' 3. A method according to claim 1 wherein the reaction temperature is maintained at from to 100 C. when the sulfonation agent is sulfur trioxde and from 30 C. to 100 C. when the sulfonation agent is chlorosulfonic acid.

4. A method according to claim 1 wherein the sulfonation agent is sulfur trioxide.

5. A method for making resin sulfonates which comprises contacting solid particles of a resinous polymer of a vinyl benzene hydrocarbon, which particles have diameters not greater than 10 microns, with a body of gas comprising sulfur trioxide and maintaining contact between the solid particles of polymer and the sulfur trioxide-containing gas at temperatures of from 0 to C. until the polymer is substantially sulfonated.

References Cited in the file of this patent UNITED STATES PATENTS 1,835,404 Kalischer Dec. 8, 1931 2,235,971 Wilson Mar. 25, 1941 2,280,802 Depew Apr. 28, 1942 2,523,582 Mattson Sept. 26, 1950 2,604,461 Roth July 22, 1952 2,746,938 Ehm et a1. May 22, 1956

Patent Citations
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Referenced by
Citing PatentFiling datePublication dateApplicantTitle
US3067161 *Oct 28, 1959Dec 4, 1962Dow Chemical CoViscous compositions of aqueous salt solutions and monoalkenylaromatic sulfonate polymers
US3086588 *Sep 25, 1959Apr 23, 1963Dow Chemical CoLow water-loss cement composition
US3218301 *Feb 18, 1960Nov 16, 1965Rohm & HaasVapor phase sulfonation of polymer particles
US3232976 *Jun 4, 1964Feb 1, 1966Andrew Jergens CoSulfur trioxide sulfation and sulfonation
US3248413 *Jun 28, 1962Apr 26, 1966Procter & GambleProcess of reacting organic compounds with sulfur trioxide
US3252921 *Mar 18, 1965May 24, 1966Dow Chemical CoHigh stability partially sulfonated cation exchange resins
US3258445 *Jan 8, 1962Jun 28, 1966SolvaySulphohalogenation of halogenated olefin polymers obtained by halo-genating in the presence of ammonium salts and tertiary amines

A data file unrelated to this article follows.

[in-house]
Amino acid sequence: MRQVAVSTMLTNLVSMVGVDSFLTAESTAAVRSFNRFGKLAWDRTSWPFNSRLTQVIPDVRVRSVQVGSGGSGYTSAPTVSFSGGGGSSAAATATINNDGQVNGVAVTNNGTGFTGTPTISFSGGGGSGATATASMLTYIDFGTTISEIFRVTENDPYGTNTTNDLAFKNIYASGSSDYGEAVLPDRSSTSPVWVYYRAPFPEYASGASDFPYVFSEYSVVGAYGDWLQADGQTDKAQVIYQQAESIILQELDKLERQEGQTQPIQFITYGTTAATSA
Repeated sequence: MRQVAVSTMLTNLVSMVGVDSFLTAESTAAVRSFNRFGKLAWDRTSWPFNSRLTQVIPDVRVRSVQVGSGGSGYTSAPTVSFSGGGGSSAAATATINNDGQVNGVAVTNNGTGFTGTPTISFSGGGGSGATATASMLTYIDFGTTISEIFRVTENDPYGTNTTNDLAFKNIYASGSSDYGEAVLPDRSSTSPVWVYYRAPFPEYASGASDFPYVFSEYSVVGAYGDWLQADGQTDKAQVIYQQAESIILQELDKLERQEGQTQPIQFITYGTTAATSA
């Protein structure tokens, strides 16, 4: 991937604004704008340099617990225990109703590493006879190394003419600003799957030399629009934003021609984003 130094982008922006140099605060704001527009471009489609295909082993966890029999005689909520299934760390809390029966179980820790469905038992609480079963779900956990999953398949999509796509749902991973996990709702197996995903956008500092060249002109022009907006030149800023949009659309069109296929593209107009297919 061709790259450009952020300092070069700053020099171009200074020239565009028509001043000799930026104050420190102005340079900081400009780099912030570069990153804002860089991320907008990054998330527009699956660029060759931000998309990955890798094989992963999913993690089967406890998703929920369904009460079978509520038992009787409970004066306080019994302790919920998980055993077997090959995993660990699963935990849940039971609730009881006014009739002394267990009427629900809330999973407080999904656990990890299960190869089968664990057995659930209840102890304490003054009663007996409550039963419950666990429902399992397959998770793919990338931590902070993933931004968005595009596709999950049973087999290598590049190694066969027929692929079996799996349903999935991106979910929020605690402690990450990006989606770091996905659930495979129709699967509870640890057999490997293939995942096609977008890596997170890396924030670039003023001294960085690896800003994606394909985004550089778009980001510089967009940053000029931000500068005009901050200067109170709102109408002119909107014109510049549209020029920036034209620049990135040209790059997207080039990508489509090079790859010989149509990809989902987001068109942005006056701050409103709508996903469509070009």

US3314925 *Dec 27, 1963Apr 18, 1967Du PontProcess for chlorosulfonating solid polyethylene
US4083832 *Mar 17, 1975Apr 11, 1978Minnesota Mining And Manufacturing CompanyBlood compatible vessels and components thereof
US4157432 *Nov 29, 1977Jun 5, 1979Exxon Research & Engineering Co.Bulk sulfonation process
US4625000 *Jun 12, 1985Nov 25, 1986Union Carbide CorporationSulfonated with silyl halosulfonate then cleavage of silyl group
US4902493 *May 4, 1988Feb 20, 1990The Dow Chemical CompanyProcess for the generation of sulfur trioxide reagent and sulfonation of the surface of polymeric resins
US4915912 *May 4, 1988Apr 10, 1990The Dow Chemical CompanyApparatus for the generation of sulfur trioxide reagent and sulfonation of the surface of polymeric resins
US5081160 *Apr 2, 1991Jan 14, 1992The Dow Chemical CompanySulfonation
US6479594 *Oct 21, 1998Nov 12, 2002The Dow Chemical CompanySulfonated substantially random interpolymers, blends therewith and articles made therefrom
US6512049May 8, 2002Jan 28, 2003Dow Global Technologies Inc.Sulfonated substantially random interpolymers, blends therewith and articles made therefrom
US6664340Apr 20, 2000Dec 16, 2003Danisco Finland OyPrepared by sulfonating non-swollen alkenylaromatic polymer particles with substantially pure gaseous sulphur trioxide substantially in shell layer of particles
US6844399Oct 7, 2002Jan 18, 2005Dow Global Technologies, Inc.Sulfonated substantially random interpolymers, blends therewith and articles made therefrom
Classifications
U.S. Classification525/344, 525/333.5, 528/481, 525/329.2, 51/298, 524/547, 8/DIG.900
International ClassificationC08F8/34
Cooperative ClassificationY10S8/09, C08F8/36
European ClassificationC08F8/34